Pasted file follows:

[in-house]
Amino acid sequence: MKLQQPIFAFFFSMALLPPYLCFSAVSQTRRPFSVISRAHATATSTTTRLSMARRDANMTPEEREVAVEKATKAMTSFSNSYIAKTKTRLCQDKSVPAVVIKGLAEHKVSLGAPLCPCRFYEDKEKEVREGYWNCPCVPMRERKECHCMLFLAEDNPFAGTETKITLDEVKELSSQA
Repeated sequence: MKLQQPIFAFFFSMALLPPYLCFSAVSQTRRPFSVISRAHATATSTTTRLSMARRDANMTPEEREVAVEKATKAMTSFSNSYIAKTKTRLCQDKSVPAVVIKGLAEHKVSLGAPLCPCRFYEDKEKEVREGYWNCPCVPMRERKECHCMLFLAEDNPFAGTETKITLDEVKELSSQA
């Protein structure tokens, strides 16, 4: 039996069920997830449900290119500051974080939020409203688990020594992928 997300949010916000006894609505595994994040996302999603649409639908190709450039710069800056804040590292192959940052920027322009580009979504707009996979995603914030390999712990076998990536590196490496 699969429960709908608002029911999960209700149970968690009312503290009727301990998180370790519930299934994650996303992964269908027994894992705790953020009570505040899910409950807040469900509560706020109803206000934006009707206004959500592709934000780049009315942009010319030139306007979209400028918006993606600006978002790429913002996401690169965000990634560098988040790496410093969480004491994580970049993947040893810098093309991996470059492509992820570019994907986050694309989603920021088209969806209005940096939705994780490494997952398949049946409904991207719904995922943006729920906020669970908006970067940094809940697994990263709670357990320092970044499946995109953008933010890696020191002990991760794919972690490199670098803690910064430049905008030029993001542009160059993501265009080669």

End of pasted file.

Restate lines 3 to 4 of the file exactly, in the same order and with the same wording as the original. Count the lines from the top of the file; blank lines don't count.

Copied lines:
Repeated sequence: MKLQQPIFAFFFSMALLPPYLCFSAVSQTRRPFSVISRAHATATSTTTRLSMARRDANMTPEEREVAVEKATKAMTSFSNSYIAKTKTRLCQDKSVPAVVIKGLAEHKVSLGAPLCPCRFYEDKEKEVREGYWNCPCVPMRERKECHCMLFLAEDNPFAGTETKITLDEVKELSSQA
């Protein structure tokens, strides 16, 4: 039996069920997830449900290119500051974080939020409203688990020594992928 997300949010916000006894609505595994994040996302999603649409639908190709450039710069800056804040590292192959940052920027322009580009979504707009996979995603914030390999712990076998990536590196490496 699969429960709908608002029911999960209700149970968690009312503290009727301990998180370790519930299934994650996303992964269908027994894992705790953020009570505040899910409950807040469900509560706020109803206000934006009707206004959500592709934000780049009315942009010319030139306007979209400028918006993606600006978002790429913002996401690169965000990634560098988040790496410093969480004491994580970049993947040893810098093309991996470059492509992820570019994907986050694309989603920021088209969806209005940096939705994780490494997952398949049946409904991207719904995922943006729920906020669970908006970067940094809940697994990263709670357990320092970044499946995109953008933010890696020191002990991760794919972690490199670098803690910064430049905008030029993001542009160059993501265009080669």